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J Surg Educ. 2011 Nov-Dec;68(6):465-71. doi: 10.1016/j.jsurg.2011.05.011. Epub 2011 Aug 3.

Handing over patient care: is it just the old broken telephone game?

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Department of Surgery, Mayo Clinic, Rochester, Minnesota 55905, USA.



Handing over patient care remains a poorly understood process and remains a leading cause of medical error. We sought to examine how hand off delivery methods affect hand off quality and whether improvement would occur over time without formal training.


Three simulated-patient hand offs were developed; each with a distinct delivery method: in-person (IP), video-based (VB), and screen-based (SB). Participants were evaluated up to 4 times, each 6 months apart. During evaluations, residents received the 3 hand offs, answered a sleep and preference questionnaire, and proceeded to hand off the same 3 patients. Sessions were video-reviewed and hand offs scored for quality measures: word accuracy, errors of omission or commission, and appropriateness of clinical judgment. Quality measures among delivery methods and changes over time were compared.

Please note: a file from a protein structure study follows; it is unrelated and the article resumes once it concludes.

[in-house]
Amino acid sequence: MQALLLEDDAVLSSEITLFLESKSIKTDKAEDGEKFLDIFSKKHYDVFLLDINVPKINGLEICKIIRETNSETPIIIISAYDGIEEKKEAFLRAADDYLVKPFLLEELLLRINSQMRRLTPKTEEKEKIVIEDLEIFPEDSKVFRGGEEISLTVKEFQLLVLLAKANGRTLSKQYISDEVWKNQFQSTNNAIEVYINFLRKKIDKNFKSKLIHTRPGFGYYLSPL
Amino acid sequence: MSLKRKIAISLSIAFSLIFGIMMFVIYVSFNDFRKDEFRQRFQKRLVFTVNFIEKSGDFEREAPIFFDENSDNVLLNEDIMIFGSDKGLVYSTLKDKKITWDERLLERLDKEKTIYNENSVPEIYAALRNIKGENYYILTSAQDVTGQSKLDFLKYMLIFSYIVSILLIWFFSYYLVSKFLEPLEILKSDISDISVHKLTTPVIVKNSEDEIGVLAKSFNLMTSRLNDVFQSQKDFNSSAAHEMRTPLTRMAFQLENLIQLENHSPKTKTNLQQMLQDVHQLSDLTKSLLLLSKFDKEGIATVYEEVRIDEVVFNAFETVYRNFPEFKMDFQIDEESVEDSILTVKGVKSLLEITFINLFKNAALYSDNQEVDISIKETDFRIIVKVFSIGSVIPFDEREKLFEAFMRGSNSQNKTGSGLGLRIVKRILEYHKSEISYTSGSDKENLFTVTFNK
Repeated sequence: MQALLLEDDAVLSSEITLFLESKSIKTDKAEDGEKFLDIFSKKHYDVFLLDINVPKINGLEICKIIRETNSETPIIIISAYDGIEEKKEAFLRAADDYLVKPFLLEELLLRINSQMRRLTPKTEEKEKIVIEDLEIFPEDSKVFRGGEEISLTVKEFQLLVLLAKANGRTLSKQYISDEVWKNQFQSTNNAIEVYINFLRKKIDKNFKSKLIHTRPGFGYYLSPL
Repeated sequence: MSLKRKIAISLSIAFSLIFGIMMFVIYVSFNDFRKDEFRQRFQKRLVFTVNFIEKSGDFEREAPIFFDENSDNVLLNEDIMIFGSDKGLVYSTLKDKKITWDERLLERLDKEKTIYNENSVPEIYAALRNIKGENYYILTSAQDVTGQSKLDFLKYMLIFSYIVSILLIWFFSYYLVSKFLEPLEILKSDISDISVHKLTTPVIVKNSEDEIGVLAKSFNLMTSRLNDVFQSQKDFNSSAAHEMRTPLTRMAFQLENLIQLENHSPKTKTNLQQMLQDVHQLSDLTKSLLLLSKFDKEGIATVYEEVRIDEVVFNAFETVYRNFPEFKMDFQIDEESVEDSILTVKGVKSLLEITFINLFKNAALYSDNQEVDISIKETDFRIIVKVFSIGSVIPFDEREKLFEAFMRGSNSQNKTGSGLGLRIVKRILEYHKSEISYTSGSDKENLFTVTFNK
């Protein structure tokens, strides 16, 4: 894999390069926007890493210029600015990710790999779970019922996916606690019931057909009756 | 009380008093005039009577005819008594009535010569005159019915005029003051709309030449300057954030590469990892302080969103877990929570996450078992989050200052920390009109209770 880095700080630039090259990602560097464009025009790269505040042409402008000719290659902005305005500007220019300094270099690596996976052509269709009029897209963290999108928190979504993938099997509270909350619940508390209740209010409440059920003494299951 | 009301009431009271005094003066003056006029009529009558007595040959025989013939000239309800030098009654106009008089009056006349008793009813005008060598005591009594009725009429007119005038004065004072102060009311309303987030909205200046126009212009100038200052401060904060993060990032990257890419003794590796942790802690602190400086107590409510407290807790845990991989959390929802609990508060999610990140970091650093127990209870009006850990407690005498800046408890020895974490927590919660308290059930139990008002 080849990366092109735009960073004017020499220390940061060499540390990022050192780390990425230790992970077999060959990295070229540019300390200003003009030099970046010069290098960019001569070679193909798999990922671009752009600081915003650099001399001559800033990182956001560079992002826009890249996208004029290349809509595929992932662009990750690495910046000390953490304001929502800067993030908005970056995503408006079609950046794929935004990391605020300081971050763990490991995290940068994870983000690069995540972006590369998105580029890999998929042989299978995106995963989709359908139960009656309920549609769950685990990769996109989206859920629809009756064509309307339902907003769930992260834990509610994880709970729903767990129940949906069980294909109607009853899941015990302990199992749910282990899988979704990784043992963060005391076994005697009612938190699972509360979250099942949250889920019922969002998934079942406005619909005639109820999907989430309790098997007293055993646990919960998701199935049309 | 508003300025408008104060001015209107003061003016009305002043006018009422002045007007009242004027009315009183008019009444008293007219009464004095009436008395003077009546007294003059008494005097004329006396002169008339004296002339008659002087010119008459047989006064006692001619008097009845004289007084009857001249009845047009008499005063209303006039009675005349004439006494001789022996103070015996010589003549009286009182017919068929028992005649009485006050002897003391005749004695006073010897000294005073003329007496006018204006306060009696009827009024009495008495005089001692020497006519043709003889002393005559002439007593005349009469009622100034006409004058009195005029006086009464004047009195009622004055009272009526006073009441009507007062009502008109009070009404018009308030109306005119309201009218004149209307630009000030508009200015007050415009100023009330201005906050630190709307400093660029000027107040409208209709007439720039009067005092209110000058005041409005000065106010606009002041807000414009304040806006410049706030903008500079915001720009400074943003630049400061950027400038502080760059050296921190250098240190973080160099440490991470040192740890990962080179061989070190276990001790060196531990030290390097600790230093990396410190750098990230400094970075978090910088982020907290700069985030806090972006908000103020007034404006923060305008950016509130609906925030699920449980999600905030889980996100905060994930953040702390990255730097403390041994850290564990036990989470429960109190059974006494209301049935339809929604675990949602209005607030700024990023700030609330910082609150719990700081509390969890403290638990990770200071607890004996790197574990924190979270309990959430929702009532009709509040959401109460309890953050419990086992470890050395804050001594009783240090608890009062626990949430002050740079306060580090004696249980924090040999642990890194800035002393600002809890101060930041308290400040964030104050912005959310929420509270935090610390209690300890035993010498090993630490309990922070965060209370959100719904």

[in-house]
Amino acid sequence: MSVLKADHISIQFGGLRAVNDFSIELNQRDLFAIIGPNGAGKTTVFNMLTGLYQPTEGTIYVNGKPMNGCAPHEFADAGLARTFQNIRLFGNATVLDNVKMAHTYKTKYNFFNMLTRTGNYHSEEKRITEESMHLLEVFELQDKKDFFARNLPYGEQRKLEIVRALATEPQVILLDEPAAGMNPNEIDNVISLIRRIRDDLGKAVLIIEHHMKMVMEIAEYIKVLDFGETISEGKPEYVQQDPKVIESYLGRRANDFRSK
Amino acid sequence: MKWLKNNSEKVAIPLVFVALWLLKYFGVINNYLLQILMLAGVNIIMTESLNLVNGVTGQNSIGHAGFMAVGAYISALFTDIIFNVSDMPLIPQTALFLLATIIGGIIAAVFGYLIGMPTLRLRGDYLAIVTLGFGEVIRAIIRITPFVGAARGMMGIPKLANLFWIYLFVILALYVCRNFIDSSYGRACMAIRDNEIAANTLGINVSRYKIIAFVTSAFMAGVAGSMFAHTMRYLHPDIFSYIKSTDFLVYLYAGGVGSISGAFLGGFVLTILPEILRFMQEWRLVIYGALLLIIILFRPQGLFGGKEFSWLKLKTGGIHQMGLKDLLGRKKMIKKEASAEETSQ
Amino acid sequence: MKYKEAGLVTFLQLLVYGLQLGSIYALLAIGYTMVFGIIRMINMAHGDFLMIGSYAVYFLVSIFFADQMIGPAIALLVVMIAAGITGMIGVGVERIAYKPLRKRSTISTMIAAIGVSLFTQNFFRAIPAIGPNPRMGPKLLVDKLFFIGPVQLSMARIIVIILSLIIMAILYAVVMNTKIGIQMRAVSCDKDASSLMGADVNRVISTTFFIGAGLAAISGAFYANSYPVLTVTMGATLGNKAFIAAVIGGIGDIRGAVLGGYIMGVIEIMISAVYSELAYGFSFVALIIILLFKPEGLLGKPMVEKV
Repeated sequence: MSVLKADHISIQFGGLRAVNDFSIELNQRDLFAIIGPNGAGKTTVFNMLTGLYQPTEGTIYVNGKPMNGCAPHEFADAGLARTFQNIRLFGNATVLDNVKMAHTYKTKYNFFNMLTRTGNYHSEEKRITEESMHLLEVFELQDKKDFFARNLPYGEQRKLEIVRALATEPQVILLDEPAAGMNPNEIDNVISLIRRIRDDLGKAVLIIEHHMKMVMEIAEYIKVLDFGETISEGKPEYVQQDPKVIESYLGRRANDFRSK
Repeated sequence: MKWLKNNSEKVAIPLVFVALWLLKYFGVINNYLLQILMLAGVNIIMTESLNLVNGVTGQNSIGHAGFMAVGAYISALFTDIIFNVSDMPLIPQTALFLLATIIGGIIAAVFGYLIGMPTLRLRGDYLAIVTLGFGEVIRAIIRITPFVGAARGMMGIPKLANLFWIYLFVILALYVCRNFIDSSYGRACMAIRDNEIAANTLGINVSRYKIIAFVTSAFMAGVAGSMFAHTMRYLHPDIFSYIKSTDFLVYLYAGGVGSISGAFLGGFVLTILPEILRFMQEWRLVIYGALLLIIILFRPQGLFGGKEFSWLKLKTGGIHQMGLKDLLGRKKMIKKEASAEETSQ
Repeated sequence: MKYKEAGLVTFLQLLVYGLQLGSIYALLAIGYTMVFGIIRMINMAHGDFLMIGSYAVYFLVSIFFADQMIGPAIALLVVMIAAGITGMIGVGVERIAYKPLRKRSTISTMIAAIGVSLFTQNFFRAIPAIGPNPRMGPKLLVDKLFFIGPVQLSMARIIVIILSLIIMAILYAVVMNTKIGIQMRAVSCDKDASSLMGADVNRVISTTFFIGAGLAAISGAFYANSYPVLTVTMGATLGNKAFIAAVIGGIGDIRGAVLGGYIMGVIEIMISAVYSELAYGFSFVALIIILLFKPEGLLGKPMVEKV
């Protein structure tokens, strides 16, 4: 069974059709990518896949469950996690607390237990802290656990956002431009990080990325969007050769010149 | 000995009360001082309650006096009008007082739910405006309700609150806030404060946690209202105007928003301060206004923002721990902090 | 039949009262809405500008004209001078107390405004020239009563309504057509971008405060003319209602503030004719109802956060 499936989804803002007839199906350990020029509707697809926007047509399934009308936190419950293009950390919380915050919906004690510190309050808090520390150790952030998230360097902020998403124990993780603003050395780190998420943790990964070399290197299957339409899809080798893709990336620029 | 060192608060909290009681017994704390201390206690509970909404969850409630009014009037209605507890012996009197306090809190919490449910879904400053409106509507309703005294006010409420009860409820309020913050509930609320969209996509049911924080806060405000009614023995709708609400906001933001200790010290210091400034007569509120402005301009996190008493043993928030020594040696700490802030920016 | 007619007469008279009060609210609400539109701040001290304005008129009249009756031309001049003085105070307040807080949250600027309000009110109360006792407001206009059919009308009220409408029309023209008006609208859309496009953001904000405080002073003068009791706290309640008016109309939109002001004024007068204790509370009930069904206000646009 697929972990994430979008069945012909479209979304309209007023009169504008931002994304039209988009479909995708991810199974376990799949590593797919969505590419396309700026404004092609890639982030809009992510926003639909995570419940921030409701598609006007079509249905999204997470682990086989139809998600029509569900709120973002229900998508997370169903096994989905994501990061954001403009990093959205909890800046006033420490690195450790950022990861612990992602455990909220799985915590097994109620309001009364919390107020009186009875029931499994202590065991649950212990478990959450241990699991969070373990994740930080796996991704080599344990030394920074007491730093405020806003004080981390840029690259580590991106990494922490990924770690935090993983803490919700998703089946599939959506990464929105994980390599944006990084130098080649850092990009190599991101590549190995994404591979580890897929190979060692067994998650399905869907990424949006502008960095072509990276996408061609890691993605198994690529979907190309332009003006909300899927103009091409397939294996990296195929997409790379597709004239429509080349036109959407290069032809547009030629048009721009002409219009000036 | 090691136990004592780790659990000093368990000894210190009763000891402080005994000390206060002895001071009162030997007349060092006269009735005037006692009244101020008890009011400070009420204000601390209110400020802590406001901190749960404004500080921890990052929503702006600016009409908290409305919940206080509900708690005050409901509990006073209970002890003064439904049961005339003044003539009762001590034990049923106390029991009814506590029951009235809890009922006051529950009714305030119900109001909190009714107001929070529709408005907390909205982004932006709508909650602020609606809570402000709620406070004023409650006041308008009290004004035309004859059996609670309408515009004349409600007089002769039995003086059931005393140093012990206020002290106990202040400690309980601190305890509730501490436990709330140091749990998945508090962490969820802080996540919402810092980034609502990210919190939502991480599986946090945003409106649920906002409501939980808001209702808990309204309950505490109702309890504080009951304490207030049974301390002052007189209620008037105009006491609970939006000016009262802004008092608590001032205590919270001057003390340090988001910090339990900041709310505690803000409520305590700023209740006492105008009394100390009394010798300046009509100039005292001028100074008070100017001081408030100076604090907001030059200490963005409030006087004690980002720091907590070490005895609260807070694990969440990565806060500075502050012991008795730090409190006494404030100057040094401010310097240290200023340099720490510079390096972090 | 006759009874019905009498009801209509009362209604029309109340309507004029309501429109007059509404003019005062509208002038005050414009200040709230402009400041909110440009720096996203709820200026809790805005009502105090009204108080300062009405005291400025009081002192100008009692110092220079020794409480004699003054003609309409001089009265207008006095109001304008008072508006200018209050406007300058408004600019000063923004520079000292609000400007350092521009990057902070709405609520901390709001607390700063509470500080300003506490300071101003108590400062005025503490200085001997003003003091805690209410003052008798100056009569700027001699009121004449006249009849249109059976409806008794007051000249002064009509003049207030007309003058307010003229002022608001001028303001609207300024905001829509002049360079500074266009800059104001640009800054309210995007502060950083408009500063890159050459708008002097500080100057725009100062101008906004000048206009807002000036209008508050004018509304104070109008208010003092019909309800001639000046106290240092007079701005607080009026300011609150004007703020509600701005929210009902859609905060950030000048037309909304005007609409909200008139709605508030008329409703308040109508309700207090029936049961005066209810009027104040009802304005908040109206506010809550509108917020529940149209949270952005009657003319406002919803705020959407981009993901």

Sixty-eight General Surgery residents (postgraduate year [PGY] 1-2) participated in at least 2 testing sessions, with 13 participating in 4. The IP method was superior to VB and SB for most hand off quality measures (each p < 0.001). With repeated testing, hand off quality measures improved (p < 0.001). However, patient hand offs continued to remain non-optimal, with appropriate judgment present in only 47%-77% of the hand offs. Sleep hours (mean 5 ± 2) were not found to be associated with hand off quality measures (p > 0.05). Most trainees preferred the IP method (73% vs 5% VB, 15% SB, 7% other; p < 0.001).


There is a need to provide formal training in hand off quality early in residency training. General surgery trainees clearly prefer and performed better, though not perfect, hand offs with the in-person method.

[Indexed for MEDLINE]

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